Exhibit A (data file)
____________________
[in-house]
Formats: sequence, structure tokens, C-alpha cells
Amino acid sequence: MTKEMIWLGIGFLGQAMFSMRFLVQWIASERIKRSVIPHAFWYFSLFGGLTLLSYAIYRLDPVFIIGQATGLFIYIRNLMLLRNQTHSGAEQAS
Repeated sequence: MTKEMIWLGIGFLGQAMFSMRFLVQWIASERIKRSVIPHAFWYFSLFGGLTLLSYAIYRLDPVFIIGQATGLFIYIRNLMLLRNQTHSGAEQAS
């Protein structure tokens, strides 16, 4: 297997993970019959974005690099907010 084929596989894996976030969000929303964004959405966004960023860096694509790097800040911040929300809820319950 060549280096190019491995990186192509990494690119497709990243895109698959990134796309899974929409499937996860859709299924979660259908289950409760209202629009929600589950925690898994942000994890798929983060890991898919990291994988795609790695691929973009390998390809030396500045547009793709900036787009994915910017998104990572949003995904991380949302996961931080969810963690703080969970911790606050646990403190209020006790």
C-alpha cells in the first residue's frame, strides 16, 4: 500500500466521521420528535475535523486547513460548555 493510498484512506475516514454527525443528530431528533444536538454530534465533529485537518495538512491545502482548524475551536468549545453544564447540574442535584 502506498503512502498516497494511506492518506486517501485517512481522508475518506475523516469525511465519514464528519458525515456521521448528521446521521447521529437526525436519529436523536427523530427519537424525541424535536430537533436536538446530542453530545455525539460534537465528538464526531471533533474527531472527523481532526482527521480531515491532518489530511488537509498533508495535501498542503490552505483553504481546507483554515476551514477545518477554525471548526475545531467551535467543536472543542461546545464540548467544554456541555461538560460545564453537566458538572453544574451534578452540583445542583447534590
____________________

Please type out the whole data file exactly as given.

[in-house]
Formats: sequence, structure tokens, C-alpha cells
Amino acid sequence: MTKEMIWLGIGFLGQAMFSMRFLVQWIASERIKRSVIPHAFWYFSLFGGLTLLSYAIYRLDPVFIIGQATGLFIYIRNLMLLRNQTHSGAEQAS
Repeated sequence: MTKEMIWLGIGFLGQAMFSMRFLVQWIASERIKRSVIPHAFWYFSLFGGLTLLSYAIYRLDPVFIIGQATGLFIYIRNLMLLRNQTHSGAEQAS
């Protein structure tokens, strides 16, 4: 297997993970019959974005690099907010 084929596989894996976030969000929303964004959405966004960023860096694509790097800040911040929300809820319950 060549280096190019491995990186192509990494690119497709990243895109698959990134796309899974929409499937996860859709299924979660259908289950409760209202629009929600589950925690898994942000994890798929983060890991898919990291994988795609790695691929973009390998390809030396500045547009793709900036787009994915910017998104990572949003995904991380949302996961931080969810963690703080969970911790606050646990403190209020006790």
C-alpha cells in the first residue's frame, strides 16, 4: 500500500466521521420528535475535523486547513460548555 493510498484512506475516514454527525443528530431528533444536538454530534465533529485537518495538512491545502482548524475551536468549545453544564447540574442535584 502506498503512502498516497494511506492518506486517501485517512481522508475518506475523516469525511465519514464528519458525515456521521448528521446521521447521529437526525436519529436523536427523530427519537424525541424535536430537533436536538446530542453530545455525539460534537465528538464526531471533533474527531472527523481532526482527521480531515491532518489530511488537509498533508495535501498542503490552505483553504481546507483554515476551514477545518477554525471548526475545531467551535467543536472543542461546545464540548467544554456541555461538560460545564453537566458538572453544574451534578452540583445542583447534590